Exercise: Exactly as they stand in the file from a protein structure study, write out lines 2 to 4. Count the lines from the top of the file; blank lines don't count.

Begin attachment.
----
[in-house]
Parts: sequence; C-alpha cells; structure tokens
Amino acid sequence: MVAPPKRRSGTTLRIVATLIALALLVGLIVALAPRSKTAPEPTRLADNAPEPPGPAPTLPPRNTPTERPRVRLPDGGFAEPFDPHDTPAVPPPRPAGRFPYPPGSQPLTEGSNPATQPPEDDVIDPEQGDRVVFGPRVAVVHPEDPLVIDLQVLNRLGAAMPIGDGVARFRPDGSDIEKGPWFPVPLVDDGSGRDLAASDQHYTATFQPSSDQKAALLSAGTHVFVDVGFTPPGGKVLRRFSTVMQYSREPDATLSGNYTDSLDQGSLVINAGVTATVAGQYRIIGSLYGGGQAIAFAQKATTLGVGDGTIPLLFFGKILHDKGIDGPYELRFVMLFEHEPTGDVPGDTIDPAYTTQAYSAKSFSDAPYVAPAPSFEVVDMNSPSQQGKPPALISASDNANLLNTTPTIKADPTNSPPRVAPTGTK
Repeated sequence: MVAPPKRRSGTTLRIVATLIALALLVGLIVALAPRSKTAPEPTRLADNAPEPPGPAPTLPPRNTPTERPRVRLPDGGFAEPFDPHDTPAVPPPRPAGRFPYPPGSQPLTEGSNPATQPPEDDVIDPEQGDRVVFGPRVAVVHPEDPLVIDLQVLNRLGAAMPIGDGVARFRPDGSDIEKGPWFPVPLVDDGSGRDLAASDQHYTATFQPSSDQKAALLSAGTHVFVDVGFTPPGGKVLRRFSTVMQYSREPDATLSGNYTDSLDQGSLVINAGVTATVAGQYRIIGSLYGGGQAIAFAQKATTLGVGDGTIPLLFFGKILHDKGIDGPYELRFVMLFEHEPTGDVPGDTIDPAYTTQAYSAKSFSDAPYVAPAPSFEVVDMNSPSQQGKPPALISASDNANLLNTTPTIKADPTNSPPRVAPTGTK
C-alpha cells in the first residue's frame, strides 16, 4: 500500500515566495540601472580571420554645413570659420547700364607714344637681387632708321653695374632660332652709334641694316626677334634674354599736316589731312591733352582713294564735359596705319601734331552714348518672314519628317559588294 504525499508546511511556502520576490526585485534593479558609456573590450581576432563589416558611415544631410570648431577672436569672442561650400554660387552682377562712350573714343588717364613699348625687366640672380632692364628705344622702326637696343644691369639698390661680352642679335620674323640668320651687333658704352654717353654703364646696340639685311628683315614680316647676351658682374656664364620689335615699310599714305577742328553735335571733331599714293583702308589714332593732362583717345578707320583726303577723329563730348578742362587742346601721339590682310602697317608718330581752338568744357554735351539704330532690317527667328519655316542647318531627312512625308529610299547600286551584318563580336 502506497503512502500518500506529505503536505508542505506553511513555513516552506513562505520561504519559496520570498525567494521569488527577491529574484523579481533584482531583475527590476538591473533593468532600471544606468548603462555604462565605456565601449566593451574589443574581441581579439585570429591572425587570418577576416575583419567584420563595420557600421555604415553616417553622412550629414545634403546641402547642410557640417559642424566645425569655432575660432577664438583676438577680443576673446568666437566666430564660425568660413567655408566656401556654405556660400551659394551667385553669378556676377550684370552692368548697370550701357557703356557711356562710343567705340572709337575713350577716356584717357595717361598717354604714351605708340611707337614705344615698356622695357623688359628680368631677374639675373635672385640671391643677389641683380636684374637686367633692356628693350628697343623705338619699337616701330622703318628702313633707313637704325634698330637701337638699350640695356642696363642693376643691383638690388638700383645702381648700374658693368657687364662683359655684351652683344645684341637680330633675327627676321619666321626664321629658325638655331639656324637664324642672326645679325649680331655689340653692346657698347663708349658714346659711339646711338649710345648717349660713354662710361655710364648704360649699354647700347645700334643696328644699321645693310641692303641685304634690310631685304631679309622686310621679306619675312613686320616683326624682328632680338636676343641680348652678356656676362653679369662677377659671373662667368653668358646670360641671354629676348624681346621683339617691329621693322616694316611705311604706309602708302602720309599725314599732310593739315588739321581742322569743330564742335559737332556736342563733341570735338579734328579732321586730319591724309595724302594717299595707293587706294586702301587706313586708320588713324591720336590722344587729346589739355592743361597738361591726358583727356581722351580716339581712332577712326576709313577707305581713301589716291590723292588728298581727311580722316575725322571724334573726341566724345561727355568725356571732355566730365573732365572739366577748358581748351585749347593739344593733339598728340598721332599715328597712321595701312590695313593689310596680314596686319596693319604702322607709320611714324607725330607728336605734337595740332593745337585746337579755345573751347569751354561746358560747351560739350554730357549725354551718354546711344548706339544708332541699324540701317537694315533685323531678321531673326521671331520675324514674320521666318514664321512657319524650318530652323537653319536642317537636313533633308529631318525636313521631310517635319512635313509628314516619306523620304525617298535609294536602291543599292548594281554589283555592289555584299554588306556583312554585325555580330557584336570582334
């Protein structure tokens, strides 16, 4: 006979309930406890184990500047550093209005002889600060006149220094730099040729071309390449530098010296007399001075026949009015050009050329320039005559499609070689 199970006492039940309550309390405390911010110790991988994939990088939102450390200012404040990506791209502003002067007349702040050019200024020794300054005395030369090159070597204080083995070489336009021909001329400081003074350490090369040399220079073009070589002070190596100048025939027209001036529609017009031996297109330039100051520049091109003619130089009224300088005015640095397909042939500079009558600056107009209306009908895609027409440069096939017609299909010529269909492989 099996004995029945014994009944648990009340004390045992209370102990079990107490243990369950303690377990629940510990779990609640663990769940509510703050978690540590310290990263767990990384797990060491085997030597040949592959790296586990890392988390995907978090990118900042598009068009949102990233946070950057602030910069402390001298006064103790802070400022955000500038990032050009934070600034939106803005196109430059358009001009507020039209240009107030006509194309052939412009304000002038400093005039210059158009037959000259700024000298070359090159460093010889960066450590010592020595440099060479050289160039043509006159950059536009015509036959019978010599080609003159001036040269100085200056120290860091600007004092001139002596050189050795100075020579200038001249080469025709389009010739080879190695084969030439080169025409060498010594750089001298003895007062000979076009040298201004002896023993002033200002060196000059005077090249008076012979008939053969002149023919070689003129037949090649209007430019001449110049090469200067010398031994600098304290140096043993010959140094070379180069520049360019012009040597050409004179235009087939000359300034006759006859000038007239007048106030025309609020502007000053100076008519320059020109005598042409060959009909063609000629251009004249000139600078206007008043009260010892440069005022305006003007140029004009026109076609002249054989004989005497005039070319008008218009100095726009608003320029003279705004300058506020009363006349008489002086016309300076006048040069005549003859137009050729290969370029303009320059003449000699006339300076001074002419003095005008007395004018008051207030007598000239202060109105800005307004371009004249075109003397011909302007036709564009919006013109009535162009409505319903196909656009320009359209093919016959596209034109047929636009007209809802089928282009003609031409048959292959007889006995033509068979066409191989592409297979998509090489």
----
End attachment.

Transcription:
Parts: sequence; C-alpha cells; structure tokens
Amino acid sequence: MVAPPKRRSGTTLRIVATLIALALLVGLIVALAPRSKTAPEPTRLADNAPEPPGPAPTLPPRNTPTERPRVRLPDGGFAEPFDPHDTPAVPPPRPAGRFPYPPGSQPLTEGSNPATQPPEDDVIDPEQGDRVVFGPRVAVVHPEDPLVIDLQVLNRLGAAMPIGDGVARFRPDGSDIEKGPWFPVPLVDDGSGRDLAASDQHYTATFQPSSDQKAALLSAGTHVFVDVGFTPPGGKVLRRFSTVMQYSREPDATLSGNYTDSLDQGSLVINAGVTATVAGQYRIIGSLYGGGQAIAFAQKATTLGVGDGTIPLLFFGKILHDKGIDGPYELRFVMLFEHEPTGDVPGDTIDPAYTTQAYSAKSFSDAPYVAPAPSFEVVDMNSPSQQGKPPALISASDNANLLNTTPTIKADPTNSPPRVAPTGTK
Repeated sequence: MVAPPKRRSGTTLRIVATLIALALLVGLIVALAPRSKTAPEPTRLADNAPEPPGPAPTLPPRNTPTERPRVRLPDGGFAEPFDPHDTPAVPPPRPAGRFPYPPGSQPLTEGSNPATQPPEDDVIDPEQGDRVVFGPRVAVVHPEDPLVIDLQVLNRLGAAMPIGDGVARFRPDGSDIEKGPWFPVPLVDDGSGRDLAASDQHYTATFQPSSDQKAALLSAGTHVFVDVGFTPPGGKVLRRFSTVMQYSREPDATLSGNYTDSLDQGSLVINAGVTATVAGQYRIIGSLYGGGQAIAFAQKATTLGVGDGTIPLLFFGKILHDKGIDGPYELRFVMLFEHEPTGDVPGDTIDPAYTTQAYSAKSFSDAPYVAPAPSFEVVDMNSPSQQGKPPALISASDNANLLNTTPTIKADPTNSPPRVAPTGTK